Cornwall city councillor says it's game over for arcade ban

A bylaw from the early 1990s no longer makes sense and needs to go, says one city councillor.

City introduced arcade ban in 1992 over fears they supported teenage drug use

A bylaw from 1992 banned stand-alone arcades in the city of Cornwall, Ont. (Short Circuit)

A bylaw that declared "game over" for arcades in Cornwall, Ont., no longer makes sense and needs to go, says one city councillor.

In 1992, local politicians were concerned about teen recreational drug use in the city and believed arcades were to blame, city councillor Justin Towndale told CBC Radio's All in a Day Tuesday. 

That led city council to ban new, stand-alone arcades, limiting them to malls and hotels.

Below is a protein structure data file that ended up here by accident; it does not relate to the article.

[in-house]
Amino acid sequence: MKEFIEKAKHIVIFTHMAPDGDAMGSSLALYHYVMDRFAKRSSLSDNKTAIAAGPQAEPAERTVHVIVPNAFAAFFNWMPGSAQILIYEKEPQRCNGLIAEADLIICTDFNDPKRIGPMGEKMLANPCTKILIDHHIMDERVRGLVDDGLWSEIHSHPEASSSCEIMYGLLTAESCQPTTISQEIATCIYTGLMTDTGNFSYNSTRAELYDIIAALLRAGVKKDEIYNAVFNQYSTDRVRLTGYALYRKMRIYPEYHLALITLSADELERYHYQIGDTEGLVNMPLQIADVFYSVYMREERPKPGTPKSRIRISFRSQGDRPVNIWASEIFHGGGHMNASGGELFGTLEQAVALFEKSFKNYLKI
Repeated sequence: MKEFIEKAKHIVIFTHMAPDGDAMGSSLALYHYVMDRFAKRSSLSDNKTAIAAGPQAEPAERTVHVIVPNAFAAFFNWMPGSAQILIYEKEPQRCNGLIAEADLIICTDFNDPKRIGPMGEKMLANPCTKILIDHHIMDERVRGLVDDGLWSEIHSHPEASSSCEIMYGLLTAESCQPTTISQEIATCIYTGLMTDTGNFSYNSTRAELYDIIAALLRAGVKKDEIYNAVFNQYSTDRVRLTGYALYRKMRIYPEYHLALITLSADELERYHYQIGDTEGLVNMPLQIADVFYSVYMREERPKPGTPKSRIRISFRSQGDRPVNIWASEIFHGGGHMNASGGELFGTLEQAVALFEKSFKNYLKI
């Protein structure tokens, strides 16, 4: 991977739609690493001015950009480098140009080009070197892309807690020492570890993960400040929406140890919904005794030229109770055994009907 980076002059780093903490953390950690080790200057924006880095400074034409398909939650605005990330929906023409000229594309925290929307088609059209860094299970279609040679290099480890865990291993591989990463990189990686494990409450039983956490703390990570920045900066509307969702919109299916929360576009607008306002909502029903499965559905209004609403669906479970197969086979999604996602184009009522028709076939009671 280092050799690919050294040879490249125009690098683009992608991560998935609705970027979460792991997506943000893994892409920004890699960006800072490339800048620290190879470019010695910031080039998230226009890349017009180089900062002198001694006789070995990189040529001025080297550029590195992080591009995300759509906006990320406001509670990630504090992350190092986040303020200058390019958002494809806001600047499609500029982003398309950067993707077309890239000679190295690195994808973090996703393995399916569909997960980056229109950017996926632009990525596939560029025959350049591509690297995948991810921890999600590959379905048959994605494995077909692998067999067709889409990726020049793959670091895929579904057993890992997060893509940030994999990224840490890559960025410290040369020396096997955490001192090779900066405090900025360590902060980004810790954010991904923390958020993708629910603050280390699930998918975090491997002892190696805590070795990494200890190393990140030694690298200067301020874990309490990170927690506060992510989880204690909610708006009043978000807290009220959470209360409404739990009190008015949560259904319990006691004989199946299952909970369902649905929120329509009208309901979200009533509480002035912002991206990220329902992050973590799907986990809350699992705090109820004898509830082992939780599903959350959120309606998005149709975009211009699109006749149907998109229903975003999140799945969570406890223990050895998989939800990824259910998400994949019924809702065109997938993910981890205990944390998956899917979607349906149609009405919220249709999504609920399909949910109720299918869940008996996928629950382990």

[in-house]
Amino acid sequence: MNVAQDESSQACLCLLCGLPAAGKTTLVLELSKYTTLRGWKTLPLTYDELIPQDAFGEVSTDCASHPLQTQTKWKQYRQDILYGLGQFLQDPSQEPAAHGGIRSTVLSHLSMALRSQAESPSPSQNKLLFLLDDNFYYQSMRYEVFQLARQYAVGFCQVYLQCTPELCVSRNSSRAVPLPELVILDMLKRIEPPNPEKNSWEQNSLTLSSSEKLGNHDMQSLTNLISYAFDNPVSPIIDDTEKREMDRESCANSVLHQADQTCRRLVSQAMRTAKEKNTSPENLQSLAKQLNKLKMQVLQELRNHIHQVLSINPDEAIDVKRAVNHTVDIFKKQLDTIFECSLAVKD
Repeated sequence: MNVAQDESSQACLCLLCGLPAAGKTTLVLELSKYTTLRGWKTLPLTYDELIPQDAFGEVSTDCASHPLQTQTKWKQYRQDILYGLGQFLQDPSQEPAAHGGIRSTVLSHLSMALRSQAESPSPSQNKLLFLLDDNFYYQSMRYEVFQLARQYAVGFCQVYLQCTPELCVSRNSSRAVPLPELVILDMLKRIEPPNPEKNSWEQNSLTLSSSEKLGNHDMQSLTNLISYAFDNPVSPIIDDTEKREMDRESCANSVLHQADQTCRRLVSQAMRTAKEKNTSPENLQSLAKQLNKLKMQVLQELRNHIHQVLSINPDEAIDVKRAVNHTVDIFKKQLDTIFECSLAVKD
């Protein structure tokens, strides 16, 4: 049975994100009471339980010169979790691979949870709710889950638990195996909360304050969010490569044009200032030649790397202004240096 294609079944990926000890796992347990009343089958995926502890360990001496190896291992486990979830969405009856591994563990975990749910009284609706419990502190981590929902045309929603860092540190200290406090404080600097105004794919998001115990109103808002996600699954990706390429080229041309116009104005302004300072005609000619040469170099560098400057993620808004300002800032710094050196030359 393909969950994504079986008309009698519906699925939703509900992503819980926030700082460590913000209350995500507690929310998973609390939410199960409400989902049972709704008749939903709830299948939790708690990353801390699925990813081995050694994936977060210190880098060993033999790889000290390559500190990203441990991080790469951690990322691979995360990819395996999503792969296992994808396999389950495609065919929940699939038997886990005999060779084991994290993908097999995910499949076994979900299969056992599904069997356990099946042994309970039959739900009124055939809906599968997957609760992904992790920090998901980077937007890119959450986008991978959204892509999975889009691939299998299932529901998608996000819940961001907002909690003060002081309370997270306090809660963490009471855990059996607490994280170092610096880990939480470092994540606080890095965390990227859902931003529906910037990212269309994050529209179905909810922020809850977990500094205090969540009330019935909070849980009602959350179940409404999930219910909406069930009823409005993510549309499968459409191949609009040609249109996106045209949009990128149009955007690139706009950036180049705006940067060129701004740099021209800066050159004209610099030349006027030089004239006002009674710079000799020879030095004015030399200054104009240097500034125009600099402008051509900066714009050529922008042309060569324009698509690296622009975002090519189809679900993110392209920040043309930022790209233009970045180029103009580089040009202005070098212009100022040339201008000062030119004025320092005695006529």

The bylaw also forced bowling alleys and pool halls with four or more arcade consoles to apply for an exemption.

"Teens were going [to arcades] … They were concerned that the dealers were going there as well," he said.

Justin Towndale, a Cornwall, Ont. city councillor, says the city is trying to attract remote workers. (Supplied by Justin Towndale)

Towndale tabled a motion at Tuesday's city council meeting, saying it's time to revisit the bylaw.

Council voted "yes" to taking a fresh look at the ban, but now a formal process will have to be followed, which includes public consultations. 

Should it be 'game over' for Cornwall's ban on stand-alone arcades? We talk to a city councillor who thinks so. 8:05

Towndale said he loved visiting arcades as a teenager and believes they present a business opportunity for people in the city.

"They're making a comeback, there's a resurgence of them … There's a viable business here and we're preventing people from opening businesses in the community," he said.

He pointed to an example of a local man who wants to open a video game museum in Cornwall, complete with video game consoles, but can't because of the current bylaw.

With files from CBC Radio's All In A Day


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